Keeping everyone happy and healthy during the holiday season is not limited to you and your family but also to your pet. Each year 100,000 cases of pet poisoning occurs in the U.S. Things that are perfectly harmless to us can be harmful to your pet. Here are a couple of items that you need to make sure you keep away from your dog this holiday season.
Chocolate who doesn't love chocolate? Even our pups love it. Unfortunately, it contains a substance called methylxanthines that can cause vomiting in small doses and death in larger quantities. The size of the dog also comes into play. If your dog ingests chocolate, call your vet. Our dog Abby had consumed an entire 6 oz bag of Hersey Kisses (foil and all), my husband was out of town on a business trip. I called the vet and they told me to give her Hydrogen peroxide. I poured the dosage down her throat and waited for her to throw up. And waited. And waited. After calling the vet back they had me give her a bit of food.... then it all happened. Unfortunately for me it was 11pm at night and about 3 degrees outside. So, my kitchen floor needed a lot of cleaning but she ended up being fine.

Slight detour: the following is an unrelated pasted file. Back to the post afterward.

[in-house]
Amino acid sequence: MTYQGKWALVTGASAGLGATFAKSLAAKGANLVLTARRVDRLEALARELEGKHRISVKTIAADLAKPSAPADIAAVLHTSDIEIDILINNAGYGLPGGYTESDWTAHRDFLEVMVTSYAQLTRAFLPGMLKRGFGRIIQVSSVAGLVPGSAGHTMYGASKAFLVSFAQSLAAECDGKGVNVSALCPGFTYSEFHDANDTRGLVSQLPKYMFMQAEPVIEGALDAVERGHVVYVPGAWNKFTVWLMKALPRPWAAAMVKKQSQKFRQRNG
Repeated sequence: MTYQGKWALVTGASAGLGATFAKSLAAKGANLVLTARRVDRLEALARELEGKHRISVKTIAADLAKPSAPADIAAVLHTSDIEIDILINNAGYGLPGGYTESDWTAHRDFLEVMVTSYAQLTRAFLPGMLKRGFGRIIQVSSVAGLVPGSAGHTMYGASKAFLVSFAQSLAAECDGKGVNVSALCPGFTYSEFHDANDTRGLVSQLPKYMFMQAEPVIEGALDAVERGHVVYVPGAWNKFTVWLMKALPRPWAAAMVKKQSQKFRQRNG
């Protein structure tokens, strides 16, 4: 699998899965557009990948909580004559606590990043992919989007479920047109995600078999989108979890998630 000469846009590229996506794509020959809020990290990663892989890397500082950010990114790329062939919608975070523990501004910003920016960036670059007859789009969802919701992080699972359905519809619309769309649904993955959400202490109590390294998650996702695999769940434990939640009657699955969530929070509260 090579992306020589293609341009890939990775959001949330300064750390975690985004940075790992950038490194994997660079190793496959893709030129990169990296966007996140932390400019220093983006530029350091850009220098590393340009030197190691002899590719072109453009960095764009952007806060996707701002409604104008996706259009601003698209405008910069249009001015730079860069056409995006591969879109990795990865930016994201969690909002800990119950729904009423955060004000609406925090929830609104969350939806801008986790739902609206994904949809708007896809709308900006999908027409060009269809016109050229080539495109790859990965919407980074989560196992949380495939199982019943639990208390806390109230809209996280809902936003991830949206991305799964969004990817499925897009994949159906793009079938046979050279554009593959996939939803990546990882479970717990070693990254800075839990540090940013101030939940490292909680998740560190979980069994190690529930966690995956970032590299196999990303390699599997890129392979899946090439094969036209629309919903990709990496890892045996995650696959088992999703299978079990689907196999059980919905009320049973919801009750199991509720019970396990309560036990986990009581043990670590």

Gum with Xylitol
Xylitol is a common artificial sweetener found in gum and some baked products. While it has no discernible effect on humans, in dogs xylitol leads to a rapid and severe drop in blood sugar levels, sometimes resulting in seizures and liver failure in as little as 30 minutes after ingestion.
Xylitol, a type of sweetener found in many sugar-free gums and other products, can have devastating consequences if ingested by dog.
Over the past several years, the FDA's Center for Veterinary Medicine has received a number of reports of dogs being poisoned by xylitol, sometimes with deadly consequences, the agency said.
The ingredient affects humans and dogs differently. While it's safe for people to eat, dogs' bodies do not process it the same way.
While chewing gum is the biggest culprit, xylitol can be found in other products including sugar-free candy, breath mints, cough syrup, children's and adult chewable vitamins, mouthwash, toothpaste, and some baked goods.
Mistletoe and Holly (Poinsettia plants)
Poinsettia plants while not deadly for your dog is can cause mild indigestion and discomfort. Mistletoe and Holly have a higher toxicity than poinsettias and can cause more severe reactions such as intestinal upset, such as vomiting and diarrhea, excessive drooling and abdominal pain.
If you think your dog has been poisoned, try to stay calm. It is important to act quickly, but rationally.
First, gather up any of the potential poison that remains -- this may be helpful to your veterinarian and any outside experts who assist with the case. If your dog has vomited, collect the sample in case your veterinarian needs to see it.
Then, try to keep your pet calm and call your veterinarian.
Have a Merry Christmas and Happy New Year,
Your Pet Photographer